Hops and Skips

Tennessee State Park Tour: Cumberland Mountain

We were supposed to be in Ireland, but the adventure gods had something else in mind. After one last-minute trip cancellation, thanks to two unfortunately-timed positive Covid tests, we booked another just three days prior to departure. Our destination was less ambitious, but at least we’d still get a passport stamp.

More than once I’ve heard Cumberland Mountain State Park listed as a personal favorite among the state parks. It’s situated on the Cumberland Plateau, in Cumberland County, and just shy of the region officially designated “East” Tennessee. The park’s eleven historic CCC cabins, originally built by Civilian Conservation Corps workers during the Great Depression, were fully restored and updated last year, and it was one of these we’d booked to settle into for two nights.

Summers in Tennessee hit a point beyond which they can only be called oppressive, when the humidity pushes the heat index into double-digits past the recorded temperature. But early June is not that; it’s the sweet spot of warmth with low humidity – a pleasantness that deceives both locals and visitors into thinking summers here “aren’t that bad” year after year. We arrived at Cumberland Mountain in the late afternoon of one of these days. There were plenty of daylight hours left for settling in, exploring the playground across the road, and strolling through the area.

The park was designed as part of the Cumberland Homesteads Project, a New Deal initiative that helped poverty-stricken families relocate to small farms by providing low-interest loans to acquire land, build, and plant crops. Hundreds of locals from Crossville were hired to clear and prep the land, and both of these opportunities helped ease the effects of the Depression in the county. The project included construction of a recreational area; the result was Byrd Creek Lake, formed by the damming of Byrd Creek (the largest such structure ever constructed by the CCC), and its surrounding facilities of a swimming beach, bathhouse, boat house, restaurant, hiking trails, and cabins (including the very one we were calling home).

The cabin renovations did not disappoint. A King bed in the main room and single bed in the small bedroom offered the perfect space for our family of four. The central air conditioning was a welcome, and necessary, amenity; the black-out shades on every window, brand new appliances, cable TV, and WiFi were icing on the cake. After a restful night’s sleep, we ventured out for a morning hike, beginning with the .5-mile Byrd Lake Trail, paved and ADA accessible, and connecting to the 1.8-mile Pioneer Short Loop Trail, the park’s most frequented. There was plenty for our family to explore on this route – climbable boulders, cascading streams, an overlook, boat dock, and suspension bridge, in addition to the lush lake ecosystem.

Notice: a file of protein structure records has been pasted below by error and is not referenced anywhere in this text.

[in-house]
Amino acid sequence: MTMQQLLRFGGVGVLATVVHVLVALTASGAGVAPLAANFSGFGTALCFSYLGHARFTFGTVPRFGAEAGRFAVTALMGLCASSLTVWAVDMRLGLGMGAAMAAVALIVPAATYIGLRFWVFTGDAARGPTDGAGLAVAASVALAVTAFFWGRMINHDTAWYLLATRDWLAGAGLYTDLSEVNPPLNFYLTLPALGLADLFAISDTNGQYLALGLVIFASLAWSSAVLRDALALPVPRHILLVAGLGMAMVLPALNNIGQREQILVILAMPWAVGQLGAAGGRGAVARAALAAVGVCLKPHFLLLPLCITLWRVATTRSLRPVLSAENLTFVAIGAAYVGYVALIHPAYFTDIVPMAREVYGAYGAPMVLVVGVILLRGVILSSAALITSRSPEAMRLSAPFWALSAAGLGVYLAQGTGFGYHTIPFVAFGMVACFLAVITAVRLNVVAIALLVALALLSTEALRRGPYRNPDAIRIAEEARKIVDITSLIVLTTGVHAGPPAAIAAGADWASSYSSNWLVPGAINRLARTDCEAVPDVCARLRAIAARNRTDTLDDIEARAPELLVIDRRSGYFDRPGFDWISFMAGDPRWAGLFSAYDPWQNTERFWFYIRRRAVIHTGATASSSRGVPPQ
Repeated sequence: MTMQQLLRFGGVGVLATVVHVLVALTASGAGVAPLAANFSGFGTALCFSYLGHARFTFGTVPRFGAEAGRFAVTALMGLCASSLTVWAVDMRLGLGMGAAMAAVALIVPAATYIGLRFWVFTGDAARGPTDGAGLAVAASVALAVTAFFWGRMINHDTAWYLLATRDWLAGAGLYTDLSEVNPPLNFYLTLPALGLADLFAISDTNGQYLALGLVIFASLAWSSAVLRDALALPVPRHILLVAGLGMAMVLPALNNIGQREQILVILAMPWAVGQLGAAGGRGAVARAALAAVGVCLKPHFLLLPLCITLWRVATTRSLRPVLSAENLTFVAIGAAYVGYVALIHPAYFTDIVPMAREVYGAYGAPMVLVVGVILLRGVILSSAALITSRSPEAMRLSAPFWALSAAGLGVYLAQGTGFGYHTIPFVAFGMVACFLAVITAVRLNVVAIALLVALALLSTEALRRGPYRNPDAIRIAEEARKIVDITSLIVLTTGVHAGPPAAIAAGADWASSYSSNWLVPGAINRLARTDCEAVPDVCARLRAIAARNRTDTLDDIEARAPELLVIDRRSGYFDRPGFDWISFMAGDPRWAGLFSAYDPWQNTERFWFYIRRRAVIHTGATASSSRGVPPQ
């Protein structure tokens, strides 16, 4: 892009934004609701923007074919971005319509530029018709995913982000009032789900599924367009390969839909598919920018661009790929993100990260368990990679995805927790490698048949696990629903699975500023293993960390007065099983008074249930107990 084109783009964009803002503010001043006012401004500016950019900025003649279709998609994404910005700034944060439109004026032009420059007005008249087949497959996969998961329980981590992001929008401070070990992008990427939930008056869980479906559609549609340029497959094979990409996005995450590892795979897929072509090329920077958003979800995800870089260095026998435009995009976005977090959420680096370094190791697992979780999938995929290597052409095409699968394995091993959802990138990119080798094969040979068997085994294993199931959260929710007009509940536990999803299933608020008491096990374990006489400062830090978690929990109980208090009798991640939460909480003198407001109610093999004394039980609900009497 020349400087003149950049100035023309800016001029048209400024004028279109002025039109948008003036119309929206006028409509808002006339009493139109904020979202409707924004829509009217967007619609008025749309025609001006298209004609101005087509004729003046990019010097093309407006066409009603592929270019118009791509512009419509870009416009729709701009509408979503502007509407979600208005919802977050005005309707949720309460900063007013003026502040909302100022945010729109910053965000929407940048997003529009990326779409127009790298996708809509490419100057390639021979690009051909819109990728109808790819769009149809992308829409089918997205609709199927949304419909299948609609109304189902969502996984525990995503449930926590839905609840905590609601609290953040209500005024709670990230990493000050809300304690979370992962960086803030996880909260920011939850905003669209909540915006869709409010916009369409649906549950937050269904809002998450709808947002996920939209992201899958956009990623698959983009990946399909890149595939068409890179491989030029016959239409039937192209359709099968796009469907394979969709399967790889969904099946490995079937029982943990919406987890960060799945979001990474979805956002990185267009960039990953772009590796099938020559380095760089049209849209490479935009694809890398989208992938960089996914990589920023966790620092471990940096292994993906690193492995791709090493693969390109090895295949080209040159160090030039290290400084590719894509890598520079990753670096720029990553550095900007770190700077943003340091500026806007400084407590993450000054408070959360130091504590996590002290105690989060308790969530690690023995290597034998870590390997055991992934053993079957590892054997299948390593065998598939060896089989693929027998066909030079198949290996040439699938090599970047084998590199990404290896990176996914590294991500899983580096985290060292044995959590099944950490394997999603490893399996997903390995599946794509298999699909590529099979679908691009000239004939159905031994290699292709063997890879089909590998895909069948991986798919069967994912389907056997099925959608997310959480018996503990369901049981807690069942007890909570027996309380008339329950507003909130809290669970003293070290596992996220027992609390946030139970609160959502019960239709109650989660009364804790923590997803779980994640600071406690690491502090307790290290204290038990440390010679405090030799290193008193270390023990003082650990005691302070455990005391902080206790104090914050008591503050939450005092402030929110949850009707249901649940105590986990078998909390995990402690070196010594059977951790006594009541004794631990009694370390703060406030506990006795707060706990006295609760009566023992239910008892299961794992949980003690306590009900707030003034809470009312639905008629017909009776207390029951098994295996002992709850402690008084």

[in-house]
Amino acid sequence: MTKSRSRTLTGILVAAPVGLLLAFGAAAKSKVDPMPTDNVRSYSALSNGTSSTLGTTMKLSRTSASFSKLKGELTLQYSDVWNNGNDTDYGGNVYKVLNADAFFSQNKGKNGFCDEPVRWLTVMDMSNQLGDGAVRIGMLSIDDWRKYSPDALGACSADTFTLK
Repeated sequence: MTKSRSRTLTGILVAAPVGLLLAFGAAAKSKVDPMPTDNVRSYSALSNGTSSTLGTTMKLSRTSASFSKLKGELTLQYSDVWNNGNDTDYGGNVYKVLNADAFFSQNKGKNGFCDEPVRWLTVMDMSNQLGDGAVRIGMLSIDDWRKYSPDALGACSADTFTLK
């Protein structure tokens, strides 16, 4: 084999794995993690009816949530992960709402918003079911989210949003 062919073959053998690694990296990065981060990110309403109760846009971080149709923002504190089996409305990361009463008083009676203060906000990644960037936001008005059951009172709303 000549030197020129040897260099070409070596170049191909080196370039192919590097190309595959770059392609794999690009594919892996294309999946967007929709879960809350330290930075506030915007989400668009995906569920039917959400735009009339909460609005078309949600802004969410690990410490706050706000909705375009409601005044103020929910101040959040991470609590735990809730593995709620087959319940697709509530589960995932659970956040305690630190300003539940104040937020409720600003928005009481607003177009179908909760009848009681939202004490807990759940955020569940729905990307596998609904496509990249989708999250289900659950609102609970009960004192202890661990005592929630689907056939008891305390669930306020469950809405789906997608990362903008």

Park visitors can take advantage of other offerings such as paddle board and canoe rental, the Olympic-sized swimming pool, and one of the five Jack Nicklaus-designed Bear Trace golf courses. The Historic CCC Museum on site (free and self-guided) provides history of the CCC’s relationship with the area, or the Cumberland Homesteads Tower and House Museums, located off park property, offer a deeper look at history complete with artifacts and a look-out with vista view of the area (admission $6 adults, $1 children ages 6-12).

Our morning hike ended just in time for lunch, and the trail loop conveniently emptied us steps from the park’s restaurant. We arrived sweaty and hungry as it opened for lunch at 11; we shared the grand, vaulted dining room with other park-goers and local families taking advantage of the down-home buffet. Refueled and rejuvenated, we returned to the heat, transported back through the park’s past but thankful for the modern air conditioning.

CHECKLIST:

Date: June 2022
Count: 19 of 56
Must-See: Climb down the steps just off the road on the west side of the Byrd Lake Dam and Bridge for an up-close view of the dam and Mill House Lodge.

DIRECTIONS:

Cumberland Mountain State Park is located 2 hours east of Nashville, just outside of Crossville. From I-40 E, take exit 322 and turn right for TN-101 towards Crossville. Continue straight as the road turns into Miller Ave and follow for 2.5 miles. Turn left onto US-127 S/S Main St and veer right at the fork to continue past the Cumberland Homesteads Tower. The park entrance will be on the right.

Click here to read more of our adventures in Tennessee State Parks!

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